West Hythe to Hastings
We ate lunch at the New Inn in Winchelsea – a delightful traditional pub with a large open fire. I had Rye Bay scallops on black pudding and chorizo. The scallops were absolutely enormous – at least as big as my palm with the orange bit (the coral?) still attached. Probably the best scallops I have ever had. Bridget had a less exotic, but still tasty, ham and mustard sandwich.
Dinner was also very good. We decided to return to Rye as we had seen a number of places that looked nice, and overall, the town is a great deal more attractive than Hastings. We selected the Ship Inn, which was nicely decorated with tongue and groove panelling and a collection of assorted chairs and tables. Bridget had a very good Cullen Skink, whilst I went for Portabello Mushroom with brie and onion marmalade. We both had “posh fish and chips” which was cod with a coating of parmesan and herbs. Excellent!
Rye to West Hythe
The Mermaid Hotel is old and famous. We had good steak and kidney pudding, with an excellent traditional suet crust. The crumble was off, much to our horror,
but the blueberry meringue roulade was a reasonable substitute.
Dover to West Hythe
We were glad to see the unpretentious but friendly County Members at Lympne. The landlady clearly thought we were insane to have walked from Dover, but served up a very palatable steak & kidney pie, with excellent, fresh vegetables and then a choice of crumbles for pud. http://www.thecountymemberslympne.co.uk/
Sandwich to Dover
At St Margaret’s at Cliffe there is a small museum and tea shop, called the Pines. In honour of Easter I ate a huge hot cross scone (a combination of hot cross bun and fruit scone). Homemade, warm and slathered with butter. The other home made lunches and cakes all looked superb as well. Highly recommend!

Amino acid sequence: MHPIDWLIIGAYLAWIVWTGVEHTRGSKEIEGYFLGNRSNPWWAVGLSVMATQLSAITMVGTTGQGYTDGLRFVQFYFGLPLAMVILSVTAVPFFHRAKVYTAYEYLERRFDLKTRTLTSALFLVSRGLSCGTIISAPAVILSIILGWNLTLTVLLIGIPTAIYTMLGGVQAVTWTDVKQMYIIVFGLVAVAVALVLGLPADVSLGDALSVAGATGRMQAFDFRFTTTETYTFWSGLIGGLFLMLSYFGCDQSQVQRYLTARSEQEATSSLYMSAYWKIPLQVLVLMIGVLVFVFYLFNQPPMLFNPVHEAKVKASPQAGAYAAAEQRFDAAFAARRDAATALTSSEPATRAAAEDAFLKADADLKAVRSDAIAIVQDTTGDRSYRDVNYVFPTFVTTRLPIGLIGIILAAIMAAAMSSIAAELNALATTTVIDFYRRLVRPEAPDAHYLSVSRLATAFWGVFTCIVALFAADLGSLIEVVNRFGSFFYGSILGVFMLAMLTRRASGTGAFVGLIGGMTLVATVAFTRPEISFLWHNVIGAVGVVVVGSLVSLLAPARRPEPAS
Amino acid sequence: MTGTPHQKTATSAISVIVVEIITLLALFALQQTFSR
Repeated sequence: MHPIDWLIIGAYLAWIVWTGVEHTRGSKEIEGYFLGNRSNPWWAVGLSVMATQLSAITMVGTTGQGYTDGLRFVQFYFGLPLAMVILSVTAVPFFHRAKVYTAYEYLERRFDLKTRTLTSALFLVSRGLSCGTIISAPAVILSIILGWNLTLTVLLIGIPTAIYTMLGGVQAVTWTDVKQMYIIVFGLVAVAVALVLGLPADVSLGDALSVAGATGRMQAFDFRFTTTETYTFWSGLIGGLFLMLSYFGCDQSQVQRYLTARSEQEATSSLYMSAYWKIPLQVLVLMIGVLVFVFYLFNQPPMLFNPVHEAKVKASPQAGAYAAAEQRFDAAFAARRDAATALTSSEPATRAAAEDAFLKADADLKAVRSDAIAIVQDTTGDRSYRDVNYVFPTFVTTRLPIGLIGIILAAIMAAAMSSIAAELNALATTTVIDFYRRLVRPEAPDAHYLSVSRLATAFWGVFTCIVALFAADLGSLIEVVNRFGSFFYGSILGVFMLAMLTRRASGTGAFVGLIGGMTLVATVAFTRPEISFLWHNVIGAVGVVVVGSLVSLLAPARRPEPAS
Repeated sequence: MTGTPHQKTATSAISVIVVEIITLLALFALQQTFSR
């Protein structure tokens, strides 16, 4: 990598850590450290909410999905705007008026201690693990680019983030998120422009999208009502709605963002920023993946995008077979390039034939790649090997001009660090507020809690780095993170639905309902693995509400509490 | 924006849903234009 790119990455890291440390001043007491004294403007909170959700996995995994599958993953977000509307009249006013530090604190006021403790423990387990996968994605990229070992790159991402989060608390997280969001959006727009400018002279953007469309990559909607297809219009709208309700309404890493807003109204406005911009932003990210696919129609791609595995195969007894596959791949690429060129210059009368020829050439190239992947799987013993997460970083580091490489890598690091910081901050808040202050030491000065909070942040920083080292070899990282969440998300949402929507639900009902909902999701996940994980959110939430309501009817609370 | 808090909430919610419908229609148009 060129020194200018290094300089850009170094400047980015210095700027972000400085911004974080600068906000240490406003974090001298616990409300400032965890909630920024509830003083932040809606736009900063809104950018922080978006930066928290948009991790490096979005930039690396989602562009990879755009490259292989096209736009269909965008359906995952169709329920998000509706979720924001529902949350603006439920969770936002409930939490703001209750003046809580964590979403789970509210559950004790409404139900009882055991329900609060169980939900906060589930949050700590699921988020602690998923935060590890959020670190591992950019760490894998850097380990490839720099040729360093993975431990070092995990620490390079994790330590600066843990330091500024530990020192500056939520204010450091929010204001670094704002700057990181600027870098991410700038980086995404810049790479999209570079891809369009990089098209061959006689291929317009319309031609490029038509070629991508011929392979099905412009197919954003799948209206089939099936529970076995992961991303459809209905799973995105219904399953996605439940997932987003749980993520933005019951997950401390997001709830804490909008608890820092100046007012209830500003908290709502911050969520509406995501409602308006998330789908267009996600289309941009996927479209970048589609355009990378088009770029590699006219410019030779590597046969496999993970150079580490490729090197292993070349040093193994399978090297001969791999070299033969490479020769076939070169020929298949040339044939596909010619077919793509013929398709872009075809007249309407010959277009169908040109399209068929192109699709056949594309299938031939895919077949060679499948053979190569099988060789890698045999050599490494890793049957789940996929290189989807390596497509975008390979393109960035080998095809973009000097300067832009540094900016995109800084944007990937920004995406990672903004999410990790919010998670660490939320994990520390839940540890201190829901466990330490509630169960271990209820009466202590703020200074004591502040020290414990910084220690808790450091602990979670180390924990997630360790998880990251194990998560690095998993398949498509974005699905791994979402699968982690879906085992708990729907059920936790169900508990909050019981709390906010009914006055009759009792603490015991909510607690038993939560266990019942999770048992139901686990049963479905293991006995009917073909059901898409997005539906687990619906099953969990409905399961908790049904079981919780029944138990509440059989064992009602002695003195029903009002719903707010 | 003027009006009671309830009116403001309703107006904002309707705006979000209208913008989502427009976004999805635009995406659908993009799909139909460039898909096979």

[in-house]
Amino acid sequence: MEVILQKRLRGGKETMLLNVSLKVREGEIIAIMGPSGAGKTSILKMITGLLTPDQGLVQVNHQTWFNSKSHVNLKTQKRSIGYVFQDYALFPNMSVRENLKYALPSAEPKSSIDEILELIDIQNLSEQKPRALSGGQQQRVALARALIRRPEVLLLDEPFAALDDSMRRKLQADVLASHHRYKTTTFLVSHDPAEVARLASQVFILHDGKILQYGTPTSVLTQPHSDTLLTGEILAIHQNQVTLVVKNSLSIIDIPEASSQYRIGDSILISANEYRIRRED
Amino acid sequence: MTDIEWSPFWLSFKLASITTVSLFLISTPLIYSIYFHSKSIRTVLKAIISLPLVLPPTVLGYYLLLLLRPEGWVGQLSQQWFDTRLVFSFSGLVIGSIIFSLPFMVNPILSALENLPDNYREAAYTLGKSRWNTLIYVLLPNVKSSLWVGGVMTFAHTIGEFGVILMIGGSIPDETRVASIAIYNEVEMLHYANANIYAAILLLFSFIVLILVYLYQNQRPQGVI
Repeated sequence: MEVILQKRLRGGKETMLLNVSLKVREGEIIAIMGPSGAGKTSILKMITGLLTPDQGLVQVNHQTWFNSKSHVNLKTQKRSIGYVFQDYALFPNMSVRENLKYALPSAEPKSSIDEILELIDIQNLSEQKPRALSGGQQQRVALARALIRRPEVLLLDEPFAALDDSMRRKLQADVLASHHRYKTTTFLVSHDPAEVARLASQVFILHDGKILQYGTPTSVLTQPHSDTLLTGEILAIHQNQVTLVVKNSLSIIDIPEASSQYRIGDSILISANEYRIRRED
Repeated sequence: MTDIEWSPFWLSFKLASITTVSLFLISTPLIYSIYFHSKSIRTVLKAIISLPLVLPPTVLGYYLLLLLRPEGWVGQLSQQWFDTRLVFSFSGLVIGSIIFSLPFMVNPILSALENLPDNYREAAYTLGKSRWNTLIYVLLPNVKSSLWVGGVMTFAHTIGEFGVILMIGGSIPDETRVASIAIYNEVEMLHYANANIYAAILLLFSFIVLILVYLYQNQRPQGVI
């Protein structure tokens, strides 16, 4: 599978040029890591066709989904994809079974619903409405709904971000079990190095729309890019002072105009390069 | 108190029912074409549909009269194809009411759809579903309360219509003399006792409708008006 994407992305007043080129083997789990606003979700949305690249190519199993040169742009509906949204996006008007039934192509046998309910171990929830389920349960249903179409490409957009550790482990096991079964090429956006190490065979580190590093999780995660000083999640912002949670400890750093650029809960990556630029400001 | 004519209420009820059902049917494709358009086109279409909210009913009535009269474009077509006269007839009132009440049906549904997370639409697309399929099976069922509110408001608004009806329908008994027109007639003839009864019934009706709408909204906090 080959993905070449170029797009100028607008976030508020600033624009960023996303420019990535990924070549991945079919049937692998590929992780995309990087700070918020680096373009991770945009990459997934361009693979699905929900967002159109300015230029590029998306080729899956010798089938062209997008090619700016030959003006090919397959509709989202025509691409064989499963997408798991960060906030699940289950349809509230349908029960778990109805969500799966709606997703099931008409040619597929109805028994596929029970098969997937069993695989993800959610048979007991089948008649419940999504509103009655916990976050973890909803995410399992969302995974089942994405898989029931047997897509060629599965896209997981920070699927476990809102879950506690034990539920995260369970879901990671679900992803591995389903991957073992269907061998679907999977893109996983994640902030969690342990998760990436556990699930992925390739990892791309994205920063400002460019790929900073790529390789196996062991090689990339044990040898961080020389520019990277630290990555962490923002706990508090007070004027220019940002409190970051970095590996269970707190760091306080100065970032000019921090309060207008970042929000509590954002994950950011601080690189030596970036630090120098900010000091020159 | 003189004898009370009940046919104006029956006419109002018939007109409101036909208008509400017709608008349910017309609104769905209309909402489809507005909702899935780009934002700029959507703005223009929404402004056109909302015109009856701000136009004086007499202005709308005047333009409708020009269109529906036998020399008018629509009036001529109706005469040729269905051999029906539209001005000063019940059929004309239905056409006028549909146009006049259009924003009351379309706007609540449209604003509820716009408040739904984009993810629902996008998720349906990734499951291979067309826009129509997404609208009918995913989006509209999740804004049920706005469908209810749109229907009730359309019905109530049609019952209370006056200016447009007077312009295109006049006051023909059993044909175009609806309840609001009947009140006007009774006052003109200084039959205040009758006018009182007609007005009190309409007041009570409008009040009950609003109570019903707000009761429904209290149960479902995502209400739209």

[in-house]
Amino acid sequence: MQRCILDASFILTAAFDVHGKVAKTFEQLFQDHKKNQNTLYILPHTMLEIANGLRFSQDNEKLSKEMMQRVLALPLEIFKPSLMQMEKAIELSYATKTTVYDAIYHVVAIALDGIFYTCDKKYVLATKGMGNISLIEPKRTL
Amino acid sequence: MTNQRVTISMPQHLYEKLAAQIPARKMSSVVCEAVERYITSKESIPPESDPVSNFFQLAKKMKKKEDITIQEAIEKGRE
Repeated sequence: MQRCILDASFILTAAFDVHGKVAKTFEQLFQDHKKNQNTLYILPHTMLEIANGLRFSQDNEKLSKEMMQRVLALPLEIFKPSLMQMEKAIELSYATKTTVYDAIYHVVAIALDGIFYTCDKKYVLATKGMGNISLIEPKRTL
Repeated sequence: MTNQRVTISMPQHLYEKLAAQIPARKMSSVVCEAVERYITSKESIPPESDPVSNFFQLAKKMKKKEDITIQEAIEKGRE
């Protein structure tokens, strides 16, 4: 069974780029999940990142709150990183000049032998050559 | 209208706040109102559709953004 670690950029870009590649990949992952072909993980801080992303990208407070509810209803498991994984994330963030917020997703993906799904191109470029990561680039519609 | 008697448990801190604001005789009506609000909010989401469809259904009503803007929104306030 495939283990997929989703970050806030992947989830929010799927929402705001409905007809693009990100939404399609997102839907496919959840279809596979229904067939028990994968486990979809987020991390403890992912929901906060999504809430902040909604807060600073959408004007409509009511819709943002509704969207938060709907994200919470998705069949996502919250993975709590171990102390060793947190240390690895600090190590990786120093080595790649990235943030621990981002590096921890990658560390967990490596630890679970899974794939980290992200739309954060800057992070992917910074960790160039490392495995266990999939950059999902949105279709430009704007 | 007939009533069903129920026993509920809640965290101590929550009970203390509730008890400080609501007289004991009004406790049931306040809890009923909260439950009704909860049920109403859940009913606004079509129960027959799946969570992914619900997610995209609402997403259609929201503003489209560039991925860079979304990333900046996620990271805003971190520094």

Margate to Sandwich
The Tartar Frigate http://www.tartarfrigate.co.uk/ on the sands at Broadstairs had a very friendly landlord – Eric, and served an excellent cod and chips to Rachel and fish pie to me.
The Crispin Inn is right on the river at Sandwich, built adjoining the tollbridge and overlooking the river, http://www.sandwichpubs.co.uk/ We had an excellent meal of steak pie for Rachel and fajitas for me, followed by really good berry crumble. Mmmm!
Herne Bay to Margate
There are not very many places in Margate to eat, that are not of the take-away kebab, kiss-me-quick variety. Eventually we found The Cupcake Café, entirely decorated with Cathy Kidson material and china teapots with Keep Calm and Carry On type posters everywhere – Keep Calm and Eat a Cupcake seemed to be the winner. We both had home-made parsnip and parmesan soup then shared a slice of lemon cake and a slice of chocolate cake – both excellent, but the lemon was slightly out in front.
Papa’s Fish and Chip Shop, Northwood Road, Cliftonville is as good a fish and chop shop as I have ever been in. I had the restaurant menu (!) which included salad garnish. The food was beautifully crisp, with no grease anywhere.
Another good pub found. The Ship at Convyer. On the river’s edge it looked very unassuming, but inside, it was great. It has been done up in the modern style with slate and oak flooring, but still has proper open fires and a traditional landlady who was running a tight ship, if you will excuse the pun – stern request to leave muddy boots outside! Excellent Sunday lunch of roast topside of beef with home made horseradish and superb puddings for £14.95 each.
The second place to recommend is the Three Daws Pub in Gravesend – an excellent traditional pub, largely 18th century, overlooking the pier, which is apparently the oldest iron pier in Britain. You can get the ferry from here across to Tilbury docks. A couple of roast dinners and a bottle of red disappeared in record time, as a beautiful, full, yellow moon rose and shone on the water outside the window.
The first eatery worthy of note is the Frizzante Cafe at the City Farm near Rotherhithe. High quality bacon sandwiches were the order of the day, with a “hot toddy”, sadly minus the whisky, to go with them. It was strange seeing sheep and goats with a backdrop of Canary Wharf tower!
I remember walking from Boston to Spalding on a very hot day and thinking that the pub at Fosdyke Bridge would be open. It was closed and my dog and I were very very thirsty walking into Spalding.